A Raisin In The Sun Theme Essay

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A Raisin in the Sun Title Controversy; Emotion v. Plot
Titles are not to be taken lightly as they are what a reader keeps in mind throughout a piece. “Mother to Son” and “Harlem” are both written by Langston Hughes and portray the struggles of maintaining a dream during difficult times. “Mother to Son” uses the extended metaphor of a staircase that parallels the struggles and overall actions in the play A Raisin in the Sun by Lorraine Hansberry, while “Harlem” uses graphic images in order to form a well developed motif and mood of the idealistic dream, which is matched in the play. As a title is meant to add to a piece of work, and enhance a certain idea the author deems significant, Lorraine Hansberry contemplated using the title The Crystal
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The symbolic nature of the plant, representing the family, is seen throughout the play to help the audience have something to compare the family with. Similarly, the crystal stair in “Mother to Son” represents life without a struggle, and the difference of traveling on the harder path. Hansberry’s work not only focuses on the relationship between Mama and Walter Lee Younger (her son), but also the struggles of being an African American and the racial prejudice faced daily. Each member of the family must tackle problems, and their economic background highly affects each situation. In what should be an incredibly sad work, is actually lively and fun, filled with positivity that teaches people to separate brief happy moments from the cloud of pain. The closing spoken lines by Mama, “All right, honey-go on down. I be down directly” (151) is interesting to compare to “I’se still climbin’/And life for me ain’t been no crystal stair” (lines 19 & 20) of “Mother to Son.” Both pieces express the availability of hope and success, but even though one …show more content…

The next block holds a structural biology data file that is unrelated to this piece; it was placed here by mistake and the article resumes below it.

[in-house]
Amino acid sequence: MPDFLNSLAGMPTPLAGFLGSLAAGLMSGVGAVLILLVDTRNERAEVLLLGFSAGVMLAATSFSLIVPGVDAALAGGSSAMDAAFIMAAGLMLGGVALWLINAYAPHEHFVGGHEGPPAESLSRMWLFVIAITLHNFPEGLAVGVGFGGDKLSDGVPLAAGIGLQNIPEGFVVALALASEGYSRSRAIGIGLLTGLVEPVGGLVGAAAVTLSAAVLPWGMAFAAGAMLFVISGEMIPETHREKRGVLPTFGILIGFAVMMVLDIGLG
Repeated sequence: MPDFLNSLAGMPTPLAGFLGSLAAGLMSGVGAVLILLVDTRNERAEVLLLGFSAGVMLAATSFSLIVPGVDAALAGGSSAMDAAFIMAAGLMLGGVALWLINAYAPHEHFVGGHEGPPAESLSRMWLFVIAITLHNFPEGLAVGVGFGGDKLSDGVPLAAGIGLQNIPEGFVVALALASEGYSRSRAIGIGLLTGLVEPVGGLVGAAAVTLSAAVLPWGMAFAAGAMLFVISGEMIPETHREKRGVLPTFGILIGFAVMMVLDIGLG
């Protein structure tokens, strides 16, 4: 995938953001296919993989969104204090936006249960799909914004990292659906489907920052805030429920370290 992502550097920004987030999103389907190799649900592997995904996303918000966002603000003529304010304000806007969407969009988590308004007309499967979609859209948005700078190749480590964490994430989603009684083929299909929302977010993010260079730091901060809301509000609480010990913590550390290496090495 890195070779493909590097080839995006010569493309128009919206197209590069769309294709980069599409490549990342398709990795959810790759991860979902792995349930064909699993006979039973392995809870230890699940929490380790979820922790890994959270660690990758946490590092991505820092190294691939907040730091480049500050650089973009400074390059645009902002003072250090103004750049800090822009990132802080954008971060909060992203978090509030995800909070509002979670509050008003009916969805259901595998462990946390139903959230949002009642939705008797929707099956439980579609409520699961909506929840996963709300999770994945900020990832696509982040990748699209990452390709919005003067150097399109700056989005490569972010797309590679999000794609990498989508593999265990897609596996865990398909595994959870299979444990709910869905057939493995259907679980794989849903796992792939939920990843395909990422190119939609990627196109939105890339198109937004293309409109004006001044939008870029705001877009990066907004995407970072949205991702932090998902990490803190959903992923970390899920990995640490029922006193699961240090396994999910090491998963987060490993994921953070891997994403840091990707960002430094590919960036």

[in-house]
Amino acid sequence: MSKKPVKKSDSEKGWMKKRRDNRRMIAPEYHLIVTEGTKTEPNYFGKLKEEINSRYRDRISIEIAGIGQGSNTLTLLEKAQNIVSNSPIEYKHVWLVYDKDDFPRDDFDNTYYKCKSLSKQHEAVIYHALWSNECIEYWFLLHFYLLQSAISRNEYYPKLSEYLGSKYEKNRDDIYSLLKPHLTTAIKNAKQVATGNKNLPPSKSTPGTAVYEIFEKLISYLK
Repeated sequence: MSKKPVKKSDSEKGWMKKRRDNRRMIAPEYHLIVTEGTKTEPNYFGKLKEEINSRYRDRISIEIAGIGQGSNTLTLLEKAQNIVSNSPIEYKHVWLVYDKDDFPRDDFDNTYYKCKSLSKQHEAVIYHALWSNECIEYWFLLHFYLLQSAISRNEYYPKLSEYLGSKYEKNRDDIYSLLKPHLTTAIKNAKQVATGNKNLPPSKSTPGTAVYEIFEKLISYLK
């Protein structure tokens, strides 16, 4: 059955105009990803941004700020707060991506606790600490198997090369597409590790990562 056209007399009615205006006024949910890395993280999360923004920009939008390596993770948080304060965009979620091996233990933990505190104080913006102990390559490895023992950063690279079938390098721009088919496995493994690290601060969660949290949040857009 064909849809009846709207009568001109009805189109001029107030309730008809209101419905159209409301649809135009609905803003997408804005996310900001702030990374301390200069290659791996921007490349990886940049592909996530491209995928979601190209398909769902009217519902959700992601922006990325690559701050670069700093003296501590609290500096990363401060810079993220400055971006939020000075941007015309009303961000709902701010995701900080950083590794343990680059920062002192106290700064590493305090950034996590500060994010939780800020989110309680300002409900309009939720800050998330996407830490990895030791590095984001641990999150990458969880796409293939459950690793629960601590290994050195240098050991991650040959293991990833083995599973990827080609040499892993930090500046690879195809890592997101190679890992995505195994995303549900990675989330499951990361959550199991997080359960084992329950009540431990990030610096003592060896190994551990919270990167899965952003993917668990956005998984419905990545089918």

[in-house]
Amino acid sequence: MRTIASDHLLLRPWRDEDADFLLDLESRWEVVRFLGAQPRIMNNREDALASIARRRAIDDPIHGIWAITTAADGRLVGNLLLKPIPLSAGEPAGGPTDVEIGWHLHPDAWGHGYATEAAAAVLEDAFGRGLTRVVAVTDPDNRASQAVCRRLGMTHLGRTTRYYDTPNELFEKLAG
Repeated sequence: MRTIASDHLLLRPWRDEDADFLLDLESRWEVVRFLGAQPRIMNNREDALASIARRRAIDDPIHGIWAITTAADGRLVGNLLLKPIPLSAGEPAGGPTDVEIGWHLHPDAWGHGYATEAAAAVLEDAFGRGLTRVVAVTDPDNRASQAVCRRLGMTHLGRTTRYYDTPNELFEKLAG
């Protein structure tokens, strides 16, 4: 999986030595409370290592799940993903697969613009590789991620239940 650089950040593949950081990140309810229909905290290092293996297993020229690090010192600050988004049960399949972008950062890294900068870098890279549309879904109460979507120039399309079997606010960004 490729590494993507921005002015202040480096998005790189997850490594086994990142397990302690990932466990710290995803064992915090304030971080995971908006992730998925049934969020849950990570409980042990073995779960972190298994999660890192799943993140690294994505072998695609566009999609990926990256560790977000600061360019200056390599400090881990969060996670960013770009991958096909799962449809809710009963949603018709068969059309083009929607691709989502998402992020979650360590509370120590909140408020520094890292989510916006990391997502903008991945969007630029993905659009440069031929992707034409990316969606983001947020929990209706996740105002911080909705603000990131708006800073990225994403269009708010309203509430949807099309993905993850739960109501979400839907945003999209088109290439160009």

“Harlem” is able to show the pain of losing a dream. Whether it be Mama, Walter, Ruth, Beneatha, Travis or any of the supporting characters, everyone has dreams and goals. Hughes’s ability to deromanticize desires, to strip away the gauzy film Hollywood has put up, and replace it with the much more uninhibited and realistic version, can be perfectly paired with A Raisin in the Sun. The Younger family could have been written as people just struggling to make do, trying to succeed, and hilariously failing in a way that does not discuss racial, sexist, and economic issues. Instead, Hansberry portrays the rawness in each character, the complexity of trying to hold onto their own desires, as well as their duty in their respective roles as individuals, just as Harlem spares no details in expressing the gritty details. This could seem like a match made in heaven, however, “Mother to Son” is able to achieve more. This poem elevates A Raisin in the Sun, to a level the other poem cannot. The extended metaphor of the crystal stair allows readers of the poem to understand the struggles and the inequalities of the world. For those fortunate enough to have been given the crystal stair, both the poem and the play offer a chance to understand the other side

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